Fears for UK harvest as blistering heat and drought mean crops fail
FRUIT and vegetables are perishing in fields and growers fear the drought and further extreme temperatures could wipe out harvests.
Suppliers are counting their losses after record temperatures last month caused crops to fail, while the hot dry weather has also led to the earliest harvests since 1976 for many farmers.
There are now fears that future heatwaves could affect food security in the UK.
Vernon Mascarenhas, of wholesaler Nature’s Choice at New Covent Garden Market in London, the largest fruit, veg and flower market in the UK, said: “It’s not just fruit, we lost entire plantings of peas, entire sowings of broad beans, baby spinach was lost, salad heads were lost.” Last month’s record temperatures caused “major difficulties” for the berry harvest. Mr Mascarenhas said: “The fruit is now coming back, but if there is more intense heat forecast, that would be a worry. At flowering season we didn’t have any frosts so were very excited, thinking we were going to have our best year ever, but the heat has killed some of it off. If we are going to get another impact of hot weather we could be in real trouble.”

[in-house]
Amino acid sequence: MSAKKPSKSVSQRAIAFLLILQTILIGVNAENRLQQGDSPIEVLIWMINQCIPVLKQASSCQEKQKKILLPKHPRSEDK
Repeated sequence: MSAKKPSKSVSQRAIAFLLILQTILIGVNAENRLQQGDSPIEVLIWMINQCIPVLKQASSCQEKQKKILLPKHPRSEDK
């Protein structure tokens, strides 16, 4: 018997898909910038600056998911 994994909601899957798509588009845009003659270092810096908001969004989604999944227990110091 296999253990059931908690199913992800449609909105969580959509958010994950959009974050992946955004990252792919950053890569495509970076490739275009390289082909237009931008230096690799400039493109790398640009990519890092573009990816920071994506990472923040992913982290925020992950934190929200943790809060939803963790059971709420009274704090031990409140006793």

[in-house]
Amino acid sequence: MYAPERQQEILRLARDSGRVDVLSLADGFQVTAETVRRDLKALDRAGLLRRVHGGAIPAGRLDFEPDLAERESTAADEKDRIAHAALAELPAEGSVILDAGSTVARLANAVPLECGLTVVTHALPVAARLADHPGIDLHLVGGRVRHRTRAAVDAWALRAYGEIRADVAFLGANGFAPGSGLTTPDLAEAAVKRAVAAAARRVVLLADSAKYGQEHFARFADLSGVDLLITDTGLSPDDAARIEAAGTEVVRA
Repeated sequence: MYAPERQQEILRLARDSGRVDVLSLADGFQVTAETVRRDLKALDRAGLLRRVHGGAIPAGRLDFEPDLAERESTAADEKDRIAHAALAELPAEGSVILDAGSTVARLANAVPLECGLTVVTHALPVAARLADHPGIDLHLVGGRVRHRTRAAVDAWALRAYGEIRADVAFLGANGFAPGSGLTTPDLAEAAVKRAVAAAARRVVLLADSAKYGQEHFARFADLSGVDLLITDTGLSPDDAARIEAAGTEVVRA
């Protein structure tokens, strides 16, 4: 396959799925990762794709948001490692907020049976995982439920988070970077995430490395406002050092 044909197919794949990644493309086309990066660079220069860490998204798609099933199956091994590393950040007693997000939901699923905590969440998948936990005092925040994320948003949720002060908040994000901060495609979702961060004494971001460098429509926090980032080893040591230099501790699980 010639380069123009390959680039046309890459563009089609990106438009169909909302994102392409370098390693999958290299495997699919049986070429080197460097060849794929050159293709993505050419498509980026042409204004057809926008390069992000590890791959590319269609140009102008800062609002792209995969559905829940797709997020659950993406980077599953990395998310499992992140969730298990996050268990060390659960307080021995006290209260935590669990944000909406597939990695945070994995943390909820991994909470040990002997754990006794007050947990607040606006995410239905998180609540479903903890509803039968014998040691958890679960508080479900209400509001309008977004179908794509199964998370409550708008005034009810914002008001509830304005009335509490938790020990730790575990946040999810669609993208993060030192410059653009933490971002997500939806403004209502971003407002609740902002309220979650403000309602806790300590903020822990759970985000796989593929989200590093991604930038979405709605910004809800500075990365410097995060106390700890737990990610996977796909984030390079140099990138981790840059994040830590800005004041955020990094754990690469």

The hotter, drier summer has led to early harvests of some crops. Farmers in East Anglia finished harvesting in July, which is “unheard of ”.
Tom Bradshaw, deputy president of the National Farmers’ Union, who farms wheat, barley and oats near Colchester, Essex, said: “On our farm, we finished wheat last Thursday. We don’t normally start wheat until the last day of July, so it’s incredibly early and certainly unprecedented in many situations.”
He is worried about his spring barley and spring oats, which account for around 40 to 50% of his produce. Mr Bradshaw said: “For spring-sown crops, spring barley, spring oats and peas, they were planted in March and April and the impact has been far more dramatic.
“They’ve had a lack of moisture right the way through their growing season. The yields have been hit pretty badly.”
This month’s oilseed rape planting may be delayed if the soil remains too dry, leading to a shortage of cooking oil.
■ Anglers fear fish will die if Southern Water is allowed to extract more water from the river Test as it deals with drought conditions in Hampshire.